Tokyo’s Olympic cross-country: 5 years in the making, 8 minutes to ride

Japan’s Kazuma Tomoto and Tacoma Dohorset competing at the Test Event at Sea Forest Park in Tokyo in August 2019.
Japan’s Kazuma Tomoto and Tacoma Dohorset competing at the Test Event at Sea Forest Park in Tokyo in August 2019. He is currently in seventh place after the dressage phase at Tokyo 2020. © FEI/Yusuke Nakanishi

US eventing course designer Derek di Grazia has spent the past five years helping take “a big piece of open ground with a lot of trees on it” and turning it into an Olympic class cross-country.

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The course for Tokyo 2020 is di Grazia’s first Olympic contract. “Everyone wants to build at an Olympic Games and it’s probably always going to be a situation where you are presented with a new site and you have to develop it,” he says of the Sea Forest Park site.

“It’s been a big project. From the beginning, I knew it would be a challenge. The site was just a big open piece of ground with a lot of trees on it.”

His biggest task was making the distance fit onto the piece of land he was presented with, and then finding a spot for everything else.

“Sea Forest is basically an island with water all around and great views of the city. The transformation from the beginning to now is quite amazing. We are just doing the final preparations at the moment and I’ve been working with fence builder David Evans. This is his third Olympic Games.”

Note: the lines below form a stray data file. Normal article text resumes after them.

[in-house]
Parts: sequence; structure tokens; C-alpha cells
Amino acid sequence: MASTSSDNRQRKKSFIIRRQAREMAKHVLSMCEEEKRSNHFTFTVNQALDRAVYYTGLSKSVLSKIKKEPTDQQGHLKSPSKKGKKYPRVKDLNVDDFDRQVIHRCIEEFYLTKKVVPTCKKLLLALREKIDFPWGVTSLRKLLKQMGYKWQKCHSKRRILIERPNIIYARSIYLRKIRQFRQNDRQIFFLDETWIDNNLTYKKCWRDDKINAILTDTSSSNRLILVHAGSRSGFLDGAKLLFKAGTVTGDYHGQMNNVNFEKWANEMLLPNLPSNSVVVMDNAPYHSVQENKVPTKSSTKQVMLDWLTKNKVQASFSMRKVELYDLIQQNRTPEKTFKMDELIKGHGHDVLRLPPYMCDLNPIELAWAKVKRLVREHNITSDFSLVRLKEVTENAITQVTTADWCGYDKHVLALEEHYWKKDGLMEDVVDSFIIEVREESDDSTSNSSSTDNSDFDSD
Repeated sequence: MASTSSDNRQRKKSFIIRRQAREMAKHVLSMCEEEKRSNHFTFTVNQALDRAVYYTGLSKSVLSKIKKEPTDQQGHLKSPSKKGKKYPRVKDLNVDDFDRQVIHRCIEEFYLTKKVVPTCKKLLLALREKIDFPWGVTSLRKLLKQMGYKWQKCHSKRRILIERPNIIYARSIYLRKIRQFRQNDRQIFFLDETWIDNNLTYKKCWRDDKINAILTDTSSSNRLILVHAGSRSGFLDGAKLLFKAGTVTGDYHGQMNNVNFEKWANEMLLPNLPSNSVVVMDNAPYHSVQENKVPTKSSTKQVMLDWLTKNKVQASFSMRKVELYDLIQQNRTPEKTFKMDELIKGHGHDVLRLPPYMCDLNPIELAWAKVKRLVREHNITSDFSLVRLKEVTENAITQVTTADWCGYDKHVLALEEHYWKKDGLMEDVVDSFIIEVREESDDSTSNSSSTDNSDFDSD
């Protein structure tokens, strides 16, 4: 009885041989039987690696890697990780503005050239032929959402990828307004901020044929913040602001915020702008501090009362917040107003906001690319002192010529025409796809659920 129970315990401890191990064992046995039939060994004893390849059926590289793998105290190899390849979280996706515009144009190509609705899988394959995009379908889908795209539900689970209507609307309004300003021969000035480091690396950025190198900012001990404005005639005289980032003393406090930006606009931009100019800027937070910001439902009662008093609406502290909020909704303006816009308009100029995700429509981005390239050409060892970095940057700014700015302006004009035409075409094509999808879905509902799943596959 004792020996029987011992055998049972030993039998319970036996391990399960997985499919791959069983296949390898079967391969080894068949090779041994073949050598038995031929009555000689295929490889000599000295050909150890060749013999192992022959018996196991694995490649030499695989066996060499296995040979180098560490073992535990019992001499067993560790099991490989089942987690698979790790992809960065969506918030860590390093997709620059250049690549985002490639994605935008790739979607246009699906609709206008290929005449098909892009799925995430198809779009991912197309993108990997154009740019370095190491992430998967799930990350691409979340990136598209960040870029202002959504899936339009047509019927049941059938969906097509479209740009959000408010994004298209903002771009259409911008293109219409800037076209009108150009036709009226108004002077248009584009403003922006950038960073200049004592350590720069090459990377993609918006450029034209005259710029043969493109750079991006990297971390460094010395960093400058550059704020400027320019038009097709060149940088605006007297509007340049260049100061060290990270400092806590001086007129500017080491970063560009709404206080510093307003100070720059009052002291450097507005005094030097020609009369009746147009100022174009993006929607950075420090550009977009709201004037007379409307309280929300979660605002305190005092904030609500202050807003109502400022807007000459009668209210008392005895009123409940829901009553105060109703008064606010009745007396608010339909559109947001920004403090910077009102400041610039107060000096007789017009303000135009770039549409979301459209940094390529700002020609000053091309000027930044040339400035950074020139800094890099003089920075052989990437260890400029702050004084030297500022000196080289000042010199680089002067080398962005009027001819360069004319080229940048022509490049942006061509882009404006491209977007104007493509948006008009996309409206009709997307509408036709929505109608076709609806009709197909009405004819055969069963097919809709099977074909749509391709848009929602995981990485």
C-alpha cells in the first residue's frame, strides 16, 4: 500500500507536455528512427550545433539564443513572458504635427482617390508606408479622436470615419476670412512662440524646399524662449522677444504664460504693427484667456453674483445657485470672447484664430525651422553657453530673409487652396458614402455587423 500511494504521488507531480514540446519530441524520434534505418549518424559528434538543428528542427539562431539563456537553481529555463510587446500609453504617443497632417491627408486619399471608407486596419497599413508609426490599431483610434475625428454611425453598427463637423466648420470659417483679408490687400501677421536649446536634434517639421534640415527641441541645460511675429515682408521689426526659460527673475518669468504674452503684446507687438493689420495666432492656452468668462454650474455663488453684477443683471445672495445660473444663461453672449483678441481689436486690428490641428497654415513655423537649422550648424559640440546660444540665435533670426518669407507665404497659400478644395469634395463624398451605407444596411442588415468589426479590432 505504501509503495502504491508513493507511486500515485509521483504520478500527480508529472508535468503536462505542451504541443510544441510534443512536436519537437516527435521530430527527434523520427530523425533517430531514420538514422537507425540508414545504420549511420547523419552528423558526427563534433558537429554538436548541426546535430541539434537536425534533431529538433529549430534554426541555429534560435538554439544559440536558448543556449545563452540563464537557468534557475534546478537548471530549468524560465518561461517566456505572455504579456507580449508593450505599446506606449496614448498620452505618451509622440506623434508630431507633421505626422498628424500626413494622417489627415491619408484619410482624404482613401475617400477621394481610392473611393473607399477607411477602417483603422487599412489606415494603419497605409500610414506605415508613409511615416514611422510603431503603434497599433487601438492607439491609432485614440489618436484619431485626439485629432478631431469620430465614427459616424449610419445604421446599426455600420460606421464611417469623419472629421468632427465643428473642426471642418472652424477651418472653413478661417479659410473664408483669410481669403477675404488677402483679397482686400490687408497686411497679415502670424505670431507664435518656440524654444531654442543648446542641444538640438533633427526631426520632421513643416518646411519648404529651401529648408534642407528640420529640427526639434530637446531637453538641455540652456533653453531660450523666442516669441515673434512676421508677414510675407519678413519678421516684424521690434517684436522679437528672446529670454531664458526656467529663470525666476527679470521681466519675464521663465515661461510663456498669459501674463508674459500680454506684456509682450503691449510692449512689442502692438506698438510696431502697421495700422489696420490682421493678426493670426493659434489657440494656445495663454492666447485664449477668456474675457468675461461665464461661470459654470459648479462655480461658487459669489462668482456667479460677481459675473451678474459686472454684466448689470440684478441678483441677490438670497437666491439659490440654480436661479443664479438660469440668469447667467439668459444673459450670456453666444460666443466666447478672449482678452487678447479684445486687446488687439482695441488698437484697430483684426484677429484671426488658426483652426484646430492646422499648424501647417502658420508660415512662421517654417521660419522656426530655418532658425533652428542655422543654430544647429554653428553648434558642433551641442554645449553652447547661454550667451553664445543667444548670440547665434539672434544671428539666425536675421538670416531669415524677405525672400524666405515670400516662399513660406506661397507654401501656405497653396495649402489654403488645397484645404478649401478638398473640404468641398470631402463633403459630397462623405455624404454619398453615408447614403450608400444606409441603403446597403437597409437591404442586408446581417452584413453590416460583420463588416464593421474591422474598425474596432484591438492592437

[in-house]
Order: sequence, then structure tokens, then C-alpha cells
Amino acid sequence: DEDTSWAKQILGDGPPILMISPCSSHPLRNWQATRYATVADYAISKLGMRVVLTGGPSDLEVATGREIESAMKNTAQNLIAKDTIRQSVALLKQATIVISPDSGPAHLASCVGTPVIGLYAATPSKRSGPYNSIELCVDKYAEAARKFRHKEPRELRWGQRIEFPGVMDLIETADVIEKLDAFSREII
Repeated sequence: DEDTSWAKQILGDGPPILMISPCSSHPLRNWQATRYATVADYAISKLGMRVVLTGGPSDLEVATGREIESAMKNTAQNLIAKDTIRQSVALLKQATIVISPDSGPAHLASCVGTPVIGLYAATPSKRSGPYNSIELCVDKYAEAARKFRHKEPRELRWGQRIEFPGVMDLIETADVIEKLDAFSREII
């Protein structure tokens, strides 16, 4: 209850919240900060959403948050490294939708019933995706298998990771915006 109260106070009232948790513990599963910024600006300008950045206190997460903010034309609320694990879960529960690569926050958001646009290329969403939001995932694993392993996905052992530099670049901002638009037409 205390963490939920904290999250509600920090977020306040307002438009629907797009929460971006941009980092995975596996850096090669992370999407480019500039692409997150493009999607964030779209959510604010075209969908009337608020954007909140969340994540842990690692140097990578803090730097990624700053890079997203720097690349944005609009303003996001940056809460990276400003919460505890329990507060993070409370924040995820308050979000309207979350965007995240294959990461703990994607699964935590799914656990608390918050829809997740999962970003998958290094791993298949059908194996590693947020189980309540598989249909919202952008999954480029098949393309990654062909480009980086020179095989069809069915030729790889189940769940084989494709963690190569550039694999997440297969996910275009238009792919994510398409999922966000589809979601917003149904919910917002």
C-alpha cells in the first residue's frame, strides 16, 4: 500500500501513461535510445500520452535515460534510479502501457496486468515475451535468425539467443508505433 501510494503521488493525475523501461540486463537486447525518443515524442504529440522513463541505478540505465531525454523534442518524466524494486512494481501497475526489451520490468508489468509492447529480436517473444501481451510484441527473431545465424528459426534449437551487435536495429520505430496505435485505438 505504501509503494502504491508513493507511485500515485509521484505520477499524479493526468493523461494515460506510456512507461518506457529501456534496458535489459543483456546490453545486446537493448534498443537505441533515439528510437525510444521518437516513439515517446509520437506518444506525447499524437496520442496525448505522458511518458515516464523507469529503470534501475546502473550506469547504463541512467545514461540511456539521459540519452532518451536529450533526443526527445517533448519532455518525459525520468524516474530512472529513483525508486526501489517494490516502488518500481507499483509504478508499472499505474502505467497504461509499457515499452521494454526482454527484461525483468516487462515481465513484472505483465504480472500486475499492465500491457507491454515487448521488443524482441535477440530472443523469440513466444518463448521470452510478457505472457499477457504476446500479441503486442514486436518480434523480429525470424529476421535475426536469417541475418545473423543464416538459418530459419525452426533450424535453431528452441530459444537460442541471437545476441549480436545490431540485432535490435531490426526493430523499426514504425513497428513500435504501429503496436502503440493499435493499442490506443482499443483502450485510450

Di Grazia knows his sport from both sides of the fence: “I’ve always been a rider and still am to this day”, he says.

He started out doing design work in the 1980s and built his first track at Essex in New Jersey in the US in the early 1990s. His first big break was at Fairhill in the US in 1999, where he’s been involved for 21 years. Over the years he’s had a long association with many other high-profile events including Bromont in Canada and the Kentucky 5* since 2011.

Course designer Derek di Grazia on the cross-country course at the Sea Forest venue at Tokyo 2020.
Course designer Derek di Grazia on the cross-country course at the Sea Forest venue at Tokyo 2020. © FEI/Christophe Taniére

From the outset at Sea Forest, di Grazia left himself some wiggle-room when laying out the cross-country track. “When I started out I designed it so that we could shorten the course if we needed to. I created loops and ways to connect parts of the track and after the Test Event that’s when we decided to reduce it from a 10-minute course to around eight minutes.”

There was a lot of groundwork involved. “There was a lot of flat ground and some ups and downs and it was a case of balancing them both out. We added mounds and rises to some of the flat areas and graded some of the steeper parts. We were basically dealing with a landfill that was covered up to four feet, and we had to lay in subsoil and topsoil with sod on top of that. We finished sodding the whole track back in 2018, 18 months before the Test Event so it had time to grow in.

“There are four water-crossings, the main one utilising a catch-pond. After the Games, it’s going to be a public park and I really hope the local people will come out and enjoy it!”

So is it nerve-wracking waiting for the competition to play itself out?

“It’s exciting more than anything else because there will be so many different sets of eyes looking at what you’ve done and lots of different opinions about it. When the riders walk it they’ll be thinking about their own horse and about finding the best path for them. Everyone will see something different but I hope they all appreciate it.”